ARTICLE (July 29 2008): By the time this appears in print, the much heralded meeting between US President Bush and Pakistan PM Gilani will probably have taken place. At the moment one can only marvel at the baggage (I do not mean the bags and suitcases, the extra large entourage accompanying the PM is carrying) the Pak team carries.
Consider first the statements the de facto ruler, Asif Zardari and his docile PM have been making in recent days: Addressing a conference in Greece a few days ago Zardari admitted rather nonchalantly that our tribal areas are a breeding ground for terrorism, and likewise, for good measure, that our Madressahs are producing extremists.
He stressed that these hotbeds of terrorism were a danger not only for Pakistan but for the whole world. Attached to each of these “admissions” was the urgent plea: give us more money so that we can save our own country as well as America and the world from the terrorists’ onslaught. Not to be outdone, PM Gilani allegedly made a statement holding out the probability of another 9/11 type attack on America from the tribal areas.
For sheer implausibility and stupidity this takes the cake! For shame, not a word was heard in this rhetoric about the need to look into the root cause of much “terrorist” activity and suicide attacks and no mention of the need to stop the massacre of Muslims around the world, be it in Palestine, in Iraq, in Somalia, or in Kashmir to name a few places where Muslim blood flows freely on one false pretext or another!
How will the “summit” go? It is patently obvious that Bush and his neo con friends, specially vice-president Cheney will latch on to the above “admissions” and bear down heavily on Pakistan “to do more”. They have no doubt been playing that tune since long but this time it will be much more than nudging and prodding.
America will ask for much more action on the part of the Pak Army. In fact, nothing short of full scale war and unparalleled (Pakistani) blood letting will satisfy it. Not having been able to make any tangible progress against Afghan Taliban, the Nato forces led by America, now pin their hopes on a breakthrough with the active help of the Pak army.
They conveniently ignore the fact that most of the fighting in Afghanistan is in Afghan provinces quite far from the Pak-Afghan border and well into the deep interior of that country. Apart from confronting Pak leaders with their own self-incriminating statements, what other levers US is likely to use to force them to follow US diktat? The obvious answer is money.
Thanks to eight years of misrule, the economy is bankrupt with soaring inflation, record deficit in balance of payments and with the servicing of past loans (wasted away in subsidising corruption and inefficiency instead of being used in development) touching astronomical proportions.
The past four months of the new government, however, produced no vision either. Nor are any well laid out landmarks of a plan towards eventual relief, visible. Instead, it is bogged down in resisting the demands of its own popular mandate in respect of restoration of the judiciary and curtailment of the powers of the establishment and in protecting the NRO. Also, the new rulers have failed to set an example of thrift and austerity to orient the country towards economic independence.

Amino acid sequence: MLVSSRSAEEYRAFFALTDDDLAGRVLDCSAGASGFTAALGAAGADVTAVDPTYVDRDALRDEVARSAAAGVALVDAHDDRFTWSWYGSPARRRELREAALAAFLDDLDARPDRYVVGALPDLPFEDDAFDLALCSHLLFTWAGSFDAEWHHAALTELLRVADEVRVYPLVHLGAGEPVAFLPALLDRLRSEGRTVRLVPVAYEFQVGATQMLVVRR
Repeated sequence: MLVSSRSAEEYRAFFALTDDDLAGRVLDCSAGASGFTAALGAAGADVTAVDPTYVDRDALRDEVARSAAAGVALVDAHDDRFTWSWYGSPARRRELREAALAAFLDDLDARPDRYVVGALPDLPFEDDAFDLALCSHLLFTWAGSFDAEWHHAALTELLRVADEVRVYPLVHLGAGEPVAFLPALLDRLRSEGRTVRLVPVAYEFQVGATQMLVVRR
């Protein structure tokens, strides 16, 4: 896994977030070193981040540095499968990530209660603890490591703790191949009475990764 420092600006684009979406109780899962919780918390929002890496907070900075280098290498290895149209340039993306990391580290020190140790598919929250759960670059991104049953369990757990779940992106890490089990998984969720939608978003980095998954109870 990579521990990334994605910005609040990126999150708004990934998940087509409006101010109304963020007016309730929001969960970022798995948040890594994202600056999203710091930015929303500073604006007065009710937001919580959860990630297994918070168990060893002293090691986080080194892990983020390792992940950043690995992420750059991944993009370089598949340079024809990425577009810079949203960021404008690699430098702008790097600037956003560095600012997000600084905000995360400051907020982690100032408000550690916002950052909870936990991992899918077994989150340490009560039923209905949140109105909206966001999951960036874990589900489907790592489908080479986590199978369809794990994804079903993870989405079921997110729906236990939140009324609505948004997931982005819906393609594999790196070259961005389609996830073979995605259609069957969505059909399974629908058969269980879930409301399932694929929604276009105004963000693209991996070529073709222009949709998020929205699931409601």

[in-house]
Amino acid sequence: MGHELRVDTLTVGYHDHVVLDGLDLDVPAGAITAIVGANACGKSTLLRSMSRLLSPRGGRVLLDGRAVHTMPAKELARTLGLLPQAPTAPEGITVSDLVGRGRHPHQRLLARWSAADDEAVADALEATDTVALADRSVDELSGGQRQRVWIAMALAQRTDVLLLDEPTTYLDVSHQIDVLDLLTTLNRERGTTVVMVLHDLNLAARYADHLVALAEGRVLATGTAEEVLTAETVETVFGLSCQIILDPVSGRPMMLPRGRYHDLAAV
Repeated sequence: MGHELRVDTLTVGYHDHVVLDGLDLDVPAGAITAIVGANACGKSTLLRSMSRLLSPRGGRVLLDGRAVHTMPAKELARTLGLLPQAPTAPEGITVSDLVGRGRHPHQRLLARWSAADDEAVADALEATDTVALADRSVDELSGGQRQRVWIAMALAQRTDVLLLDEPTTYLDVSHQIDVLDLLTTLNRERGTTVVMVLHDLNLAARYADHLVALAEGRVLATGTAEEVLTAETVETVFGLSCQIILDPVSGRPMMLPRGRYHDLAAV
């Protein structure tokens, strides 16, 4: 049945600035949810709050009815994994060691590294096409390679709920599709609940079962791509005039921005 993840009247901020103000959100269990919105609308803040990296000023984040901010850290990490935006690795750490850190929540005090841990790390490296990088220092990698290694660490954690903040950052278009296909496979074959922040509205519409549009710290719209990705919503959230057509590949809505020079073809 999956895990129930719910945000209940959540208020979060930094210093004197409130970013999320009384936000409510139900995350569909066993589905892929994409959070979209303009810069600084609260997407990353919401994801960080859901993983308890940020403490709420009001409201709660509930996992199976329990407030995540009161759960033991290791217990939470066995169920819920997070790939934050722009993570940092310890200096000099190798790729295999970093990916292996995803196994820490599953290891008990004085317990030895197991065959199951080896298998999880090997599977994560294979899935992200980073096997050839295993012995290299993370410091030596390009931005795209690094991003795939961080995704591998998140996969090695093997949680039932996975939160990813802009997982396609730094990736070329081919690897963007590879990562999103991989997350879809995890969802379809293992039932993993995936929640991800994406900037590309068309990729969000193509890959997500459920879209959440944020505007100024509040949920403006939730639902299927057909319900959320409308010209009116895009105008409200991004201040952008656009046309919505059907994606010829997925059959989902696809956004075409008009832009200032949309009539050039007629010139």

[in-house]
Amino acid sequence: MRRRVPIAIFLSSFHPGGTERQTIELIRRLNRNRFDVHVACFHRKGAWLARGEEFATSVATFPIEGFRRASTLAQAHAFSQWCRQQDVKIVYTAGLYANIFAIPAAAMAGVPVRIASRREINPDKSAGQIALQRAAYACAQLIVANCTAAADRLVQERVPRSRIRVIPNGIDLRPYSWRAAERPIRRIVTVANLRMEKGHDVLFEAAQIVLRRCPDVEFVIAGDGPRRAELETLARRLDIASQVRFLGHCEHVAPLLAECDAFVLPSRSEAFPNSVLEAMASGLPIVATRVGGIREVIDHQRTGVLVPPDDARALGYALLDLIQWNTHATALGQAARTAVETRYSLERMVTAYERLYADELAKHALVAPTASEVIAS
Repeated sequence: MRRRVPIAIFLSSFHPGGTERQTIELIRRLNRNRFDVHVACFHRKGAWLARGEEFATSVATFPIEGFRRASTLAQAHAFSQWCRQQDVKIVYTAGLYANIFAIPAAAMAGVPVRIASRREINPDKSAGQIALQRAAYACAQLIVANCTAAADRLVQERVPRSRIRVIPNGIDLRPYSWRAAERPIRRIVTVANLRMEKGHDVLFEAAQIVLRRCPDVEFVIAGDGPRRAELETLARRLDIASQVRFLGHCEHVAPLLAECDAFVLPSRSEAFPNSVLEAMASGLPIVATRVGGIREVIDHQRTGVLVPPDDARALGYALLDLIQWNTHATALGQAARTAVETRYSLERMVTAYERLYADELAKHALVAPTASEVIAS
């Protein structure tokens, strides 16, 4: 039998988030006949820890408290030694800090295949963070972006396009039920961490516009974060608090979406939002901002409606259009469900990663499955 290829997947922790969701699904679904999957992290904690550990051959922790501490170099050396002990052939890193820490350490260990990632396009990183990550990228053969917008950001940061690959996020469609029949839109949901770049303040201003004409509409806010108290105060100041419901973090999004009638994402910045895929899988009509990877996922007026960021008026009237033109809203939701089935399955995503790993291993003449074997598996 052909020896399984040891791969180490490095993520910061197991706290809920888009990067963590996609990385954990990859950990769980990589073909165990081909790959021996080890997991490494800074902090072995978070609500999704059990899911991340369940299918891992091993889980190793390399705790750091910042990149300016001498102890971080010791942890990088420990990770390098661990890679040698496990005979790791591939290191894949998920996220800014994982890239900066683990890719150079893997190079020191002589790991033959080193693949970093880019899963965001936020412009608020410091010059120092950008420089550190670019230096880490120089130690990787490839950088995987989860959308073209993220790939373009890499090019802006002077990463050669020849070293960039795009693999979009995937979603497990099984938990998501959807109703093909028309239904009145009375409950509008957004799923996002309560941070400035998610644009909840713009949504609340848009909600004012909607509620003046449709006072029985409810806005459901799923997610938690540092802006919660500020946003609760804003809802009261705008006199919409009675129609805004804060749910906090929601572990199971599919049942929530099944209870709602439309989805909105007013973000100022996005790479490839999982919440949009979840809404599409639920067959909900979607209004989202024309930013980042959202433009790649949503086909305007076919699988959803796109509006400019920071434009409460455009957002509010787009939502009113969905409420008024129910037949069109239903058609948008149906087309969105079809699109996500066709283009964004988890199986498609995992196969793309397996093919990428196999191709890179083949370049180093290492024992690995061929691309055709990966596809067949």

On the other hand, they fly in big, chartered aircraft (otherwise meant to carry hundreds of passengers), take huge entourages along on foreign trips, stay at the most expensive hotels (where a single night’s stay could cost several hundred thousand Rupees per person) and in general throw money about as if the country were rich and floating in surplus wealth! This, at a time when there are increasingly frequent reports of poverty related suicides and of mothers giving children away rather than see them starve with the family.
Therefore, no doubt, money would be uppermost in the minds of Pakistani leaders in their discussions with the Bush administration. With the kind of baggage our leaders are carrying, money will no doubt come but at an increasingly higher cost in terms of much persistent strident demands that we do much more to counter “terrorism”.
Conditionalities attached to the money will be painful and will impinge on our sovereignty. By American reckoning our success in meeting American demands “to do more” will be measured in terms of reduction in pressure on the American forces in Afghanistan. There will also be much closer accounting of the money doled out by the American administration.
It will be based on how much Pakistani blood is shed in America’s war on terror. Despite brave talk by our PM and others that operation by foreign troops on Pakistani soil will not be “allowed”, Americans are unlikely to pay attention or to revise their oft repeated policy stating that if the “prize” is right, they will not hesitate to enter Pakistan in hot pursuit.
Missile attacks from across the border which have never stopped will now rain down more freely and cause many more civilian deaths. In short the summit is likely to result in more money from America but, at the same time, more with conditions attached and more interference in the affairs of Pakistan.
Among other, perhaps more important outcomes, restoration of judiciary will receive a setback, President Musharraf’s shaky tenure will receive renewed backing for staying the course and Nawaz Sharif will become more of an outcast as far as American pleasure goes. The dream of a popularly elected government leading the country to an era of justice, fair play and true independence appears to be fast fading. (firstname.lastname@example.org)
Courtesy: Business Recorder, 29/7/2008